Markets Remain Volatile as World Leaders Seek Solutions to Global Financial Crisis
Many investors, brokers, analysts and others who make a living from the U.S. stock markets have all but given up trying to understand why markets are remaining as volatile as they are and have resigned themselves to expect the unexpected as each new trading day dawns. While the reasons behind the current global financial crisis are no doubt many and varied, it would seem that fear is one of the key factors behind the ups-and-downs of the market, and the problem with fear is that it is by nature irrational.
With no quick-fix solution in sight, should investors just allow themselves to be tossed about on the stormy seas of the stock market? Some investors have resolved to hold on tight in anticipation that, sooner or later, the market will improve and their stocks will regain their value. Others are bailing out as fast as they can, somewhat like rats leaving the sinking ship. Then there are those who are seizing the opportunity to buy up undervalued stocks – Warren Buffet-style – confident that the market will stabilize in the not too distant future and their daring investment strategy will be richly rewarded. However, the average investor does not have the luxury of excess funds at their fingertips, and when they see their nest egg dwindling it is understandable that panic may set in, especially as authorities do not seem to be able to pinpoint exactly what went wrong, how to rectify the situation, and how to prevent it from happening in the future. So, in effect, the market is primarily being driven by fearful investors with a short-term perspective.
In a prepared statement delivered on Thursday to the House of Representatives Oversight and Reform Committee, former head of the U.S. Federal Reserve, Alan Greenspan, described the U.S. as being “in the midst of a credit tsunami”. However, having said that, he also expressed his confidence that the country will emerge from the current crisis with a “far sounder financial system”. Some analysts lay a large portion of blame for the financial crisis at the feet of Greenspan, saying that he failed to control financial institutions during his two decades of heading up the Fed (1987-2006). While admitting that he still doesn’t understand how the credit crunch and spreading financial crisis occurred, Greenspan conceded that he made the mistake of presuming that lenders were better equipped than regulators to protect and manage their personal finances.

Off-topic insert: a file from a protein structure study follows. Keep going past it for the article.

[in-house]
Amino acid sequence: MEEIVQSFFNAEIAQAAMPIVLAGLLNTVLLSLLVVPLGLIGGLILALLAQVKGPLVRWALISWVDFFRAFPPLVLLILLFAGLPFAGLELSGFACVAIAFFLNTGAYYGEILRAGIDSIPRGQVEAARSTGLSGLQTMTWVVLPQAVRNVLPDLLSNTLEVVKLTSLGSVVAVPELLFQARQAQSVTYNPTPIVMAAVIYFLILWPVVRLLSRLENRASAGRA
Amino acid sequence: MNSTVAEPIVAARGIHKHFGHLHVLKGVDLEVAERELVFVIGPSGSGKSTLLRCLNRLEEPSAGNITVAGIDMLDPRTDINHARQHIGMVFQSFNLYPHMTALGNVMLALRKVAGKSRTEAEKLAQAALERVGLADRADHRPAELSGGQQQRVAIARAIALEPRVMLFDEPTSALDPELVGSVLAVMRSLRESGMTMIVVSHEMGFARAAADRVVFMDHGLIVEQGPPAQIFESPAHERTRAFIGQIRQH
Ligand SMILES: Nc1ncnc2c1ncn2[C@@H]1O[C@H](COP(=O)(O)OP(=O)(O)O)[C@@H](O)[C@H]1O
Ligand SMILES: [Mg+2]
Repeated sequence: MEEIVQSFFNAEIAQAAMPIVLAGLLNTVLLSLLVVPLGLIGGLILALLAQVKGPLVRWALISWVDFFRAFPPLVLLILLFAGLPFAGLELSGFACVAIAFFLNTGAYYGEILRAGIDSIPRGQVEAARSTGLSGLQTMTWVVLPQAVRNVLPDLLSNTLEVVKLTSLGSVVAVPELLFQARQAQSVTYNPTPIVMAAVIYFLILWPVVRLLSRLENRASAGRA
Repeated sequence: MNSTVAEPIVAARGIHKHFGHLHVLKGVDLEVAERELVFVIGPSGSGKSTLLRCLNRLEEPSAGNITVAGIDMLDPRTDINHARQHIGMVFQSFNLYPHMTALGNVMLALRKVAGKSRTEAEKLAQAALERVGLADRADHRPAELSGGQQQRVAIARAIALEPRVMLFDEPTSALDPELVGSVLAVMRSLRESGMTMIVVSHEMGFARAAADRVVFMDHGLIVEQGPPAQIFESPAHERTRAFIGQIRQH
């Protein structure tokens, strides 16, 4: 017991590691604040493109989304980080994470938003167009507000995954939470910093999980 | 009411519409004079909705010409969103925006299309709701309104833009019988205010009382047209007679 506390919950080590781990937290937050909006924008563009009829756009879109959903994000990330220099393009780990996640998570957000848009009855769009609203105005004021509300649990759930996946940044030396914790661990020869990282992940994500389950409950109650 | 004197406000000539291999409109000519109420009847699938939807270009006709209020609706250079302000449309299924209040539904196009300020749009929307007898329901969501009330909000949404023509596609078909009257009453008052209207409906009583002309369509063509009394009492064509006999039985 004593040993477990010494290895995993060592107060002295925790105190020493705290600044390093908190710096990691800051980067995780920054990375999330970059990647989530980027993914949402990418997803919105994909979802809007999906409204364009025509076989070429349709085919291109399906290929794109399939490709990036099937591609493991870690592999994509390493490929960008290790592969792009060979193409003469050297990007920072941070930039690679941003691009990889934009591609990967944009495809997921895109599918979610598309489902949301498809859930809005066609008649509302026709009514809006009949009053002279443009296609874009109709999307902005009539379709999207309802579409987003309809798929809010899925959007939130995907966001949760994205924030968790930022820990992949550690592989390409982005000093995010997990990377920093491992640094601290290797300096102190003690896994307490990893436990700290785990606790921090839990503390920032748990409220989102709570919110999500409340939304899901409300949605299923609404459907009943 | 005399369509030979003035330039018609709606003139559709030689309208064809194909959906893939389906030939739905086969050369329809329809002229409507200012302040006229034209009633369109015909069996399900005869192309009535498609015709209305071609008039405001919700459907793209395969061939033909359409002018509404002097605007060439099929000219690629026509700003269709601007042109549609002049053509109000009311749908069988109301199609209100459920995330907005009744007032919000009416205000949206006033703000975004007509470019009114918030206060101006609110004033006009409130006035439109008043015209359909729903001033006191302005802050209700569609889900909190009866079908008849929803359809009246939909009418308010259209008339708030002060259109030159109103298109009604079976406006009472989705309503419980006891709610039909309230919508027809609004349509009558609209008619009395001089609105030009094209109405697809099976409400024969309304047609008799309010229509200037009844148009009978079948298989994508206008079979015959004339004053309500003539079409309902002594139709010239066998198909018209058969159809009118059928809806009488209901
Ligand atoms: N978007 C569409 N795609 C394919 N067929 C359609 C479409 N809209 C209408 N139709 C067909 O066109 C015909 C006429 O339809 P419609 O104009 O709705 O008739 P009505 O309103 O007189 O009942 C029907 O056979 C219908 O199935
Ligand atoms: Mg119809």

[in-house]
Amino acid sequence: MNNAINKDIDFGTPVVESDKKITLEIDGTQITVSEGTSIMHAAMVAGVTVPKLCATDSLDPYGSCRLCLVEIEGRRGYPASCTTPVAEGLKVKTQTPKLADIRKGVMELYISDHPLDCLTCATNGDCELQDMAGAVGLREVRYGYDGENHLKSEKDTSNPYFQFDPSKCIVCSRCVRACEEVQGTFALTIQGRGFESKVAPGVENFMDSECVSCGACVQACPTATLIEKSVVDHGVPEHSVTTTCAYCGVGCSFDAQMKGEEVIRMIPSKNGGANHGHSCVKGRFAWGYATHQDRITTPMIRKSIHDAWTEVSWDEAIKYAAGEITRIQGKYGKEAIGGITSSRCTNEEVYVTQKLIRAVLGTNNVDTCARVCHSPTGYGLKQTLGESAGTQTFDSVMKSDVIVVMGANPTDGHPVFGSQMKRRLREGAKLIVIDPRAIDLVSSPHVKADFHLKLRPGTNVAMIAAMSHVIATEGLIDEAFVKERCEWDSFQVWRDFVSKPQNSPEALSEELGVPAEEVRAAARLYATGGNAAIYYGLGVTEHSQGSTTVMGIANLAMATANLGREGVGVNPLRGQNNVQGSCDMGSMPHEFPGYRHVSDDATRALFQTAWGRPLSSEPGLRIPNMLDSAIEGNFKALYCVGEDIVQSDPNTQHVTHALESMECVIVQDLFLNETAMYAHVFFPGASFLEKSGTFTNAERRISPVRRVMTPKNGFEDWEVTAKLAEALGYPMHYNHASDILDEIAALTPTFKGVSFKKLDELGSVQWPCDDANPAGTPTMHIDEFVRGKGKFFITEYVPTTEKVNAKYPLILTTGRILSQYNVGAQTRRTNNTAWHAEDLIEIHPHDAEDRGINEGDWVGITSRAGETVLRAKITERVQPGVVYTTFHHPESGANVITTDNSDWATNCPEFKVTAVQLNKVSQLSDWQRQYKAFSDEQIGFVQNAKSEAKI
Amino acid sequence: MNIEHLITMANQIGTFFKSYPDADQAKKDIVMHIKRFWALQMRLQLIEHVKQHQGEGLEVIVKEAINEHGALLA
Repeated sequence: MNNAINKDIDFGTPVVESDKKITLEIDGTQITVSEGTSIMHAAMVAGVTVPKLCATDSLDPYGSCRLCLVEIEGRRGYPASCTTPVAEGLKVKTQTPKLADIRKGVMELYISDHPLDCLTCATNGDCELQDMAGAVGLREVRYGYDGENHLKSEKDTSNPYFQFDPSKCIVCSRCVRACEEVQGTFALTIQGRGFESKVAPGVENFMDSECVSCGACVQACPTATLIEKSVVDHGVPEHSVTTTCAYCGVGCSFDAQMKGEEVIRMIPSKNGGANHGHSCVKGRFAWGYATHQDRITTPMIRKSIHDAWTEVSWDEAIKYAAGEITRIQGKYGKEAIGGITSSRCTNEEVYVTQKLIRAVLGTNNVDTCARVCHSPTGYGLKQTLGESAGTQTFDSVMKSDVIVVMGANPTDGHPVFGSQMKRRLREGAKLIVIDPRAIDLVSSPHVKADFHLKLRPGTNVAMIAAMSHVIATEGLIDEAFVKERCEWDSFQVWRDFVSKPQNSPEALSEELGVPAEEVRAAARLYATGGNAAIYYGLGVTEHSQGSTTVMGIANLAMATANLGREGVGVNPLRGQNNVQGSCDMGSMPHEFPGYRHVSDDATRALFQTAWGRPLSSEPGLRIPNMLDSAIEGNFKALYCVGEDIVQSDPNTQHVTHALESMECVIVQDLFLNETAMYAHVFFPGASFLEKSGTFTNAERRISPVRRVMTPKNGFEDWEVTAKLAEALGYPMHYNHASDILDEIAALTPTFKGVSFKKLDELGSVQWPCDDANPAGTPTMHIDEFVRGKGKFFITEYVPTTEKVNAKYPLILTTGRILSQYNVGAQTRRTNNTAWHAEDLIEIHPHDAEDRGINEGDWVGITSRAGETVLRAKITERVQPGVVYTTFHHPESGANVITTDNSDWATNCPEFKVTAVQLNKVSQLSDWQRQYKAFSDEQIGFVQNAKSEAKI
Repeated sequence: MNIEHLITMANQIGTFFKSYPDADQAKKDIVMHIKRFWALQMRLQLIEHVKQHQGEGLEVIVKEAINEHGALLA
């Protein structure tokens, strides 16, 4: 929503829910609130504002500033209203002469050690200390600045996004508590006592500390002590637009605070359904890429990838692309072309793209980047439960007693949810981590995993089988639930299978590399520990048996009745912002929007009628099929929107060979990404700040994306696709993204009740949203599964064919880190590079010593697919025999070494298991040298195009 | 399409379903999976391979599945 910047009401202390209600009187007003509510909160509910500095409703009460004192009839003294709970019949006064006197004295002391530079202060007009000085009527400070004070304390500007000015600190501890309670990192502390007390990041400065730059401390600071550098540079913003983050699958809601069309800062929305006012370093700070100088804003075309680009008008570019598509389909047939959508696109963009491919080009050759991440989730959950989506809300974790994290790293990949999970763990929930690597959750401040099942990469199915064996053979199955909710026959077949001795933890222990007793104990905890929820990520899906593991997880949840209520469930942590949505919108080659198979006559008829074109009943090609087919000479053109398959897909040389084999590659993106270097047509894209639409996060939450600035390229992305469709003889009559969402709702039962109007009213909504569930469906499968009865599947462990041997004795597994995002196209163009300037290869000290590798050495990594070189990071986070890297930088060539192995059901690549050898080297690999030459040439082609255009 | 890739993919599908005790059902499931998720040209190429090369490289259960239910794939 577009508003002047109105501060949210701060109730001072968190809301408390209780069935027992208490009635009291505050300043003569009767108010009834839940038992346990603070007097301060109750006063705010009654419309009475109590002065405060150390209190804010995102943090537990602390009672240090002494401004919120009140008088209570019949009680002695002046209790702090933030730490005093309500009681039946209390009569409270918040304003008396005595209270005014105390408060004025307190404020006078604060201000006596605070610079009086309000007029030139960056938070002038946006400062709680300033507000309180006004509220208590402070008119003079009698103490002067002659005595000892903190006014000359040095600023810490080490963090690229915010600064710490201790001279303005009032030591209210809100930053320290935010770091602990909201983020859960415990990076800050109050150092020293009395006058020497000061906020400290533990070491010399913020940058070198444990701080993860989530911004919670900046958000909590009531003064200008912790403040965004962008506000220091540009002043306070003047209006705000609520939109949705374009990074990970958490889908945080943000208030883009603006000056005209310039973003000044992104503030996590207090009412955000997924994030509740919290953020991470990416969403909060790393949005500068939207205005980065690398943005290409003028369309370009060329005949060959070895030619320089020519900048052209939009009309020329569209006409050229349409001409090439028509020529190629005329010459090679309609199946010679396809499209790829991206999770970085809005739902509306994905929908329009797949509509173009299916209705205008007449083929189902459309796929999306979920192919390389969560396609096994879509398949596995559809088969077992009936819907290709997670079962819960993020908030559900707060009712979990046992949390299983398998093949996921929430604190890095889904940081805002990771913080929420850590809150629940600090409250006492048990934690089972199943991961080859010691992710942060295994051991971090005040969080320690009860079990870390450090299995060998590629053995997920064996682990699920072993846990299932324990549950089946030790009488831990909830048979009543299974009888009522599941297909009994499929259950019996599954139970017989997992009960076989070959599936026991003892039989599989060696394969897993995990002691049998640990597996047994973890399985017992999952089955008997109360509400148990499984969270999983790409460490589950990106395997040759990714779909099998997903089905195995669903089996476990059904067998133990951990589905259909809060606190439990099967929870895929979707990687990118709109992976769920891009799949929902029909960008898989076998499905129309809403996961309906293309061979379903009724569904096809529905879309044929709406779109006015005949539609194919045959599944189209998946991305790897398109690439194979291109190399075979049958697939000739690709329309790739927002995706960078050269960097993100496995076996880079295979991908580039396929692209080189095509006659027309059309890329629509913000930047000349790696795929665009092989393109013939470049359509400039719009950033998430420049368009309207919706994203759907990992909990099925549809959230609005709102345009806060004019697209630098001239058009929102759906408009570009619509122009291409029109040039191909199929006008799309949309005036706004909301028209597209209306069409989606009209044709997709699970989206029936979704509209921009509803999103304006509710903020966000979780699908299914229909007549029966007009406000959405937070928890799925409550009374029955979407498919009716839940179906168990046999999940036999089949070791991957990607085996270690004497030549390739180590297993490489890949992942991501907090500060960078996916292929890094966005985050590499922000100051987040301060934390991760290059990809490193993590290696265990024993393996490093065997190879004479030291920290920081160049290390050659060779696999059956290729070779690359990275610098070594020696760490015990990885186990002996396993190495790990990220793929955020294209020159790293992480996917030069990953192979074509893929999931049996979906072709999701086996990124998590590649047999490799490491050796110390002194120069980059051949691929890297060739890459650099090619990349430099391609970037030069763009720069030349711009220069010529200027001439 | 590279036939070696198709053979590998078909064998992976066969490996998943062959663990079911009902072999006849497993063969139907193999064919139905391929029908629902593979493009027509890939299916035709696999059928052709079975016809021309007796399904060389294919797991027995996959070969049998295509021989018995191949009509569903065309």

With plenty of finger-pointing going on as to who is to blame, leaders are pulling out all the stops in an effort to contain the crisis, calling for tougher internationally co-coordinated measures to prevent a reoccurrence in the future. The two-day Asia-Europe summit opening Friday in Beijing will see representatives from 43 nations discussing the global financial turmoil. It is anticipated that the summit will result in a unified response to the crisis in preparation for the G20 summit to be hosted by U.S. President George W. Bush in Washington on 15 November.
While attention is being focused on reforming the global financial system, it would seem that it was not so much the current financial system that was at fault, but rather the fact that it was not strictly adhered to. If that is the case, then any new system put in place is at risk if not adhered to, proving the old adage true that a chain is, in fact, only as strong as its weakest link.